In Sweden, the end of summer marks the beginning of crayfish season. This is when many Swedes don bibs and hats and sing silly song with schnapps glasses at the ready.
The crayfish traditionally have to be both cooked and served with crown dill. But the heavy rains in southern Sweden this summer have meant that the dill harvest – and therefore the crayfish parties- are under threat.
“It is a catastrophe because of the weather. Some farmers on Öland have a little dill that has pulled through due to better weather there – but in general fields have been flooded and crops are moulding,” said wholesaler Dan Hörberg to local paper Smålandstidningen (ST) on Thursday.
According to Hörberg, farmers have had to mow down several fields of rotting dill.
“Last year wasn’t quite as bad but dill conditions were tough enough then, “ he told the paper.
At the market in central Växjö there were still some dill being traded on Thursday but the vendors all agreed that the stock is shrinking daily.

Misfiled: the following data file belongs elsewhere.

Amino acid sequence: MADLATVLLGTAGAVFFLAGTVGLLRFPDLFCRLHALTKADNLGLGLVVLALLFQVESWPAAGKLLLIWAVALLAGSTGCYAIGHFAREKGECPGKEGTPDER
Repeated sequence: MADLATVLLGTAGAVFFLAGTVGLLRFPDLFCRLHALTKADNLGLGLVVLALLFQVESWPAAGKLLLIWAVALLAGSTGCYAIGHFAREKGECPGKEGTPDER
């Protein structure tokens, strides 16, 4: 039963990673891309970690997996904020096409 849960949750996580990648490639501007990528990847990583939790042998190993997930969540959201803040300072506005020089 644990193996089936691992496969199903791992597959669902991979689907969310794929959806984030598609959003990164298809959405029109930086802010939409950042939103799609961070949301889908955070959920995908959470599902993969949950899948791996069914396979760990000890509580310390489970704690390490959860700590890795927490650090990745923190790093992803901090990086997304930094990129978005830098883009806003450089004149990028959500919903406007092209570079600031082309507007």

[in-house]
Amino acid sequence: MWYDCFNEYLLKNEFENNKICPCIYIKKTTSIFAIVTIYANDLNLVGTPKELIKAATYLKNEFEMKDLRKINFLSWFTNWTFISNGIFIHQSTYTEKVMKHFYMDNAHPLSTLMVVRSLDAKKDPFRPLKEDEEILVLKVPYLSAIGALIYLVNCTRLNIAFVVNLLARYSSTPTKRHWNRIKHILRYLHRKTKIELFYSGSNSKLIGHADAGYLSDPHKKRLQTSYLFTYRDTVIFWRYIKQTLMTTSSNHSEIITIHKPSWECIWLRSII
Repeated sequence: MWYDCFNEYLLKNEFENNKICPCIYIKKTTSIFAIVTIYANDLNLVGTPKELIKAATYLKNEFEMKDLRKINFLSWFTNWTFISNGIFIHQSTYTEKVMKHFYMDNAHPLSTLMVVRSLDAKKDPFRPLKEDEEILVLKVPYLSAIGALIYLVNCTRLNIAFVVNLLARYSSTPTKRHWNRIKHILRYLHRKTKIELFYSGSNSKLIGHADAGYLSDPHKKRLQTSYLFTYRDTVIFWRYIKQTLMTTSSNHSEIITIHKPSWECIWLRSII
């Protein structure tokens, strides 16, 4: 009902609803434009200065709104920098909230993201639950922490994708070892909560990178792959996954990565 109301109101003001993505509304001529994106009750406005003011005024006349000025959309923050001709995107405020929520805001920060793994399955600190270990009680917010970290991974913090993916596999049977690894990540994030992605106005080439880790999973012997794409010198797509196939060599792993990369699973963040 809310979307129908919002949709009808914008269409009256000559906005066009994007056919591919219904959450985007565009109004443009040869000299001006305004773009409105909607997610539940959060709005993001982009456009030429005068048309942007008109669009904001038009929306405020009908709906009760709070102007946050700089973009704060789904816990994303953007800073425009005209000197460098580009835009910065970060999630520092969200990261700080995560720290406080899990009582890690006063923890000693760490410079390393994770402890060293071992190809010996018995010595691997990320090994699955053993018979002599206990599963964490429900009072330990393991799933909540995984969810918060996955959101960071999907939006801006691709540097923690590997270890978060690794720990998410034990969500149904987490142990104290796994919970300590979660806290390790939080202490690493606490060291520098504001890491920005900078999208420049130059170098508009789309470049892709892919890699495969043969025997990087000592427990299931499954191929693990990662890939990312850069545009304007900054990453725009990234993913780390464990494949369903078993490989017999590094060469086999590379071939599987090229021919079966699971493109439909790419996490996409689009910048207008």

“In a week’s time there will be none left. People should buy it in bulk now and freeze it,” said stallholder Ingemar Sjöholm to ST.
Another tip that many mentioned was to use dill seeds in the pot when boiling the crayfish, but not everyone agreed that this was as good as real dill.
Instead crayfish lovers were advised to bunker up on dill supplies while stocks last.
In July, Crayfish enthusiasts were faced with the news that inclement conditions had meant a slow start to the Chinese crayfish fishing.
This, experts warned, might make the crustacean both more expensive and more difficult to get hold of in time for the crayfish season.